Yep, with blown head gaskets and trashed bottom ends they are real cheap and
plentiful. They can be had for scrap weight. "Good" used ones are kinda hard to
though. The price is coming down as the vehicles needing them age. FWD engines
(ie:Windstar) are still pricy. About $600-700 in northern Ohio. RWD are a bit
The 3.8s newer sibling, the 4.2, is going at a premium also. This is due to
manifold gasket failures causing hydro lock and piston destruction. A running,
4.2 with less than 100K is about $1500 or better in my area.
The sad part is, those engines were good engines. Prior to the government
ban on asbestos 300K was common on the 3.8. in the fleet cars we serviced.
Equally sad is the fact if owners had properly maintained their vehicle they
would have discovered the gasket was starting to weep coolant and changed
the gasket long before any damage occurred in the engine.
Except less than an ounce of glycol in the oil can scrub the bearings
out of those engines. Ford apparently now has replacement bearings
available that stand up to glycol better than the crappy factory
Every 3.8 RWD I'm personally familiar with started running hot at around 75k
miles, no head gasket issues
This was on a Fairmont body Granada, LTD II, LTD II Wagon, 85 T-Bird. Good
engines but they had their share of issues
Mine never overheated, but a lifter got stuck and damaged the camshaft
around 100K -- previous owner rarely changed oil, if at all. Put 66K more on
it after replacing the timing set. Heavy oil consumption finally doomed it.
I replaced it with a reman long block from ATK (in the Bay Area) several
years ago. They sent me crappy manifold gaskets and the stud for the pickup
tube was on the wrong side, requiring retorquing the main bearings after I
moved it , but otherwise no complaints (it's at 30K now). See them listing
it for $1655+ freight with a 3 year, unlimited mileage warranty . May not be
such a bad deal.
The EGR valve on these engines gets clogged with carbon frequently - nothing
that some good scraping can't fix. Otherwise no problems.
On Sun, 21 May 2006 19:36:54 -0700, "Happy Traveler"
My brotherinlaw had a 3.8 T-Bird. The original engine developed a
knock under warranty - the block had warped, putting the main bearing
bores out of line. The dealer put a new set of bearings in it, which
lasted untill it was out of warranty, when both the mains and cam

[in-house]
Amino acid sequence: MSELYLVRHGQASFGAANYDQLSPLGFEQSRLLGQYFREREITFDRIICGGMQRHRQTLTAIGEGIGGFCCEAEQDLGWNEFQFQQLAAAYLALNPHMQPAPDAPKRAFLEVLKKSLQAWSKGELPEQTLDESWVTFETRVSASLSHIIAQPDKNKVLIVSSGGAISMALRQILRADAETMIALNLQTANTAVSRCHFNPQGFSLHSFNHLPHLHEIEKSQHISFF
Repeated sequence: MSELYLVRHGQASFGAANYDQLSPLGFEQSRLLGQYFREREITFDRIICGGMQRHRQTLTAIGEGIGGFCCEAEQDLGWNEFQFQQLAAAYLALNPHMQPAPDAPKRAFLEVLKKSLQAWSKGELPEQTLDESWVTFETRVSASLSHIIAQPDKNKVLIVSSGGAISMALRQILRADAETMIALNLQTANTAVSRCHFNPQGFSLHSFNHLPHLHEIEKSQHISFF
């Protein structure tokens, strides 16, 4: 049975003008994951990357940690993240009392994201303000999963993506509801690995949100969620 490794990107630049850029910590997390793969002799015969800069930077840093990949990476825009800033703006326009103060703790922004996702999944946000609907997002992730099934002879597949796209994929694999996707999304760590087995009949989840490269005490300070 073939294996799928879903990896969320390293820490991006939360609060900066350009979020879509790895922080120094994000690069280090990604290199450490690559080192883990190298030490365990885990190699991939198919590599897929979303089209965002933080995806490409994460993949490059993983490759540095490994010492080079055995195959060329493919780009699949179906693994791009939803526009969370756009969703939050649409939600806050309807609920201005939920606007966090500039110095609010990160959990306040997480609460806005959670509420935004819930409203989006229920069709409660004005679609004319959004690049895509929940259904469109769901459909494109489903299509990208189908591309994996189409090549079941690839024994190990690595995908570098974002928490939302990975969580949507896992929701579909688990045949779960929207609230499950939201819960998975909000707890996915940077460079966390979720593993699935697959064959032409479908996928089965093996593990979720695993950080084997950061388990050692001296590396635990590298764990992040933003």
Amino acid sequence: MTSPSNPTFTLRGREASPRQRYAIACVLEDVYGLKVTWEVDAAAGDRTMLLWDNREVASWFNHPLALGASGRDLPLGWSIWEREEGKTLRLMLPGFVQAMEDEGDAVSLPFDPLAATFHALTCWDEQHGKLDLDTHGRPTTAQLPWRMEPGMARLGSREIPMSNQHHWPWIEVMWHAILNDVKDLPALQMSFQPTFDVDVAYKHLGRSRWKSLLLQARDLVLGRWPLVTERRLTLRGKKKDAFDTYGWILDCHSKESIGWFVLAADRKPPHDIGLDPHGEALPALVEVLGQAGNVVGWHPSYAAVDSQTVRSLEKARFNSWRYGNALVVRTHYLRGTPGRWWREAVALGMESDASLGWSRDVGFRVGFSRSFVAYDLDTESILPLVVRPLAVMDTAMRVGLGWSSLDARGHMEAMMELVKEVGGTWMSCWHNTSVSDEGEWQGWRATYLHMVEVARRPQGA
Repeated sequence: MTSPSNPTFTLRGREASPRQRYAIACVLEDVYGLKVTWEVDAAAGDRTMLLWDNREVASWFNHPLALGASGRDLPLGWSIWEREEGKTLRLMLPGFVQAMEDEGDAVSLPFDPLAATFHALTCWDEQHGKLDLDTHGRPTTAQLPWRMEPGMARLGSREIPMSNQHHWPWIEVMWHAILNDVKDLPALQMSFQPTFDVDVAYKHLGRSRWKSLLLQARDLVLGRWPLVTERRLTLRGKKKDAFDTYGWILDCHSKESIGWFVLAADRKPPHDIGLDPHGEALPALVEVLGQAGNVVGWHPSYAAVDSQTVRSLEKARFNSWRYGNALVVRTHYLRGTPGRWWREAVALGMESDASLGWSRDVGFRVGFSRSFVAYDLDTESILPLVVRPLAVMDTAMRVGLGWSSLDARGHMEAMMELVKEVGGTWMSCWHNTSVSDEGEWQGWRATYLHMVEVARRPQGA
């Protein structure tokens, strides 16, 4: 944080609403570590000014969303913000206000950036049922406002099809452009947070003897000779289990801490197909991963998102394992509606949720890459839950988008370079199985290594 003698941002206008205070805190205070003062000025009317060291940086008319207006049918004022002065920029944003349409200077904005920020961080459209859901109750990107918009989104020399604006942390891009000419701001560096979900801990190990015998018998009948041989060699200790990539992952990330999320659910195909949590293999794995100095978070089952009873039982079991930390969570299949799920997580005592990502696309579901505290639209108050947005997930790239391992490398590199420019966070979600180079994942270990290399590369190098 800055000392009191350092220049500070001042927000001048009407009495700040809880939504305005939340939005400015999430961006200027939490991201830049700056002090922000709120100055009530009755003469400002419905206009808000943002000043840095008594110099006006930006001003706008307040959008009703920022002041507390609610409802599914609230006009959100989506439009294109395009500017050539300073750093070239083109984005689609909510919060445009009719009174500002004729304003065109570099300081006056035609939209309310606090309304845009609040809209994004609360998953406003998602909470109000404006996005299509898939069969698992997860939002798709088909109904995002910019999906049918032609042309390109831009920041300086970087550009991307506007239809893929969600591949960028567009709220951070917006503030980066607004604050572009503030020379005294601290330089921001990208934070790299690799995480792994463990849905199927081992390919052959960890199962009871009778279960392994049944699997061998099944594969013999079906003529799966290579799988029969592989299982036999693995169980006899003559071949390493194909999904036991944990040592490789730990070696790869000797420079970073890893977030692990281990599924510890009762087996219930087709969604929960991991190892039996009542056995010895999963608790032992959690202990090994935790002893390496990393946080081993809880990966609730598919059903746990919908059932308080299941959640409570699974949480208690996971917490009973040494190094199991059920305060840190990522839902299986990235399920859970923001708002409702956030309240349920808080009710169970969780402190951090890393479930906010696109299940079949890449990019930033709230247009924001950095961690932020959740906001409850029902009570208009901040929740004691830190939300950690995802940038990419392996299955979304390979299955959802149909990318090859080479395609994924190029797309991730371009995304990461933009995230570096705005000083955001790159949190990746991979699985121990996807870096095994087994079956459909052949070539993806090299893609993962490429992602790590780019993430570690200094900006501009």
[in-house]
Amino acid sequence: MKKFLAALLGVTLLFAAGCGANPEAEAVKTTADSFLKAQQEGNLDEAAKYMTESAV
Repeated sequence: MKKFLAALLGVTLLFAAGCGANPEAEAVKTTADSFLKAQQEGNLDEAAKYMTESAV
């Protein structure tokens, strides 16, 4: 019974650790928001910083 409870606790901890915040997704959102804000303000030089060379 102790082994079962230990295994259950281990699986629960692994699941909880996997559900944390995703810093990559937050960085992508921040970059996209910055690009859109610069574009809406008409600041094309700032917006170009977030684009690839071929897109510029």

bearings went out. It was at this point they found out the block was
warped, and HE ended up paying to put another engine in. It lasted
another 40 some thousand miles, when it took out a crank. When the
block was checked, it was bad too. Something about the castings being
green when they were machined (1983, I think).
Funny thing was, brother-in-law worked at the ford casting plant at
That may well be your experience but we all well aware of the fact not all
owners proved the proper preventive maintenance required of their individual
My experience servicing thousands of Ford fleet vehicles, with all four of
the various 3.8 V6s, shows no such problem
however, prior to and after the those that were equipped with the
problematic non asbestos gaskets..
Obviously if the own did not properly maintain the cooling system, and the
oil became contaminated, there would be damage to the engine from lack of
proper lubrication not matter what the composition of the bearings.
<clare at snyder.on.ca> wrote in message
My ;93 Cougar with almost 120k on it just needed head gaskets. This was
susposedly the year just before the change in gasket material. It has been
well maintained since new and we caught the problem right away. It runs
like new, now. The car has required almost nothing in repairs until now
except for routine maintenance stuff. I plan to keep it a long time yet and
highly recommend them, V6 or V8.
Without ever being overheated, and on engines that have been
METICULOUSLY MAINTAINED, this has been a problem. Not only head
gaskets (actually quite rare, comparitively) but intake gaskets and
timing cover gaskets allow minute amounts of glycol into the oil.
Before the leakage is enough for you to realize you even have a leak
(remember - as little as ONE OUNCE) the engine starts it's death
rattle. Sometimes you get lucky and catch it before the damage is
severe, and the engine lives for another couple years after replacing
the bad gaskets and flushing the glycol out of the system - but I
would NEVER count on it. Replacing rod and main bearings usually is
not enough to fix them either. Cam bearings go as well.
Overheat these engines, and you REALLY have problems.
Ones observation of any coolant loss is pretty basic stuff. When an owner
is properly maintaining their vehicle they will quickly become aware of any
loss of coolant. At that point they should perform a pressure check to
easily discover the cause of the coolant loss and repair it long before any
further damaged can occur to the engine.
<clare at snyder.on.ca> wrote in message
Ford had a run of bad heater hoses on the 3.8 in the 1980's. They would
developed pinhole leaks under pressure, which would bleed coolant onto the
block. You would see miniscule traces of coolant on the block after a long
run and never realize it was the heater hoses.
Ford also had a recall on catalytic converters on my 1985 3.8 T-Bird. Not
sure if this was for heat shields or something else.
What is your point? If one did the proper preventive maintenance the loss
of coolant, no mater the cause, would be apparent.
A proper test to fined the loss would have revealed a leaking hose
You can also get rebuilt engines pretty cheap. I was looking at them out of
curiosity for the 2.5 L Contour engine. They were under $2k. I think some
are rebuilt in Mexico and come with a warranty. They claim all the main
parts (bearings, pistons, etc.) are new.
You should be able to find them on Google.
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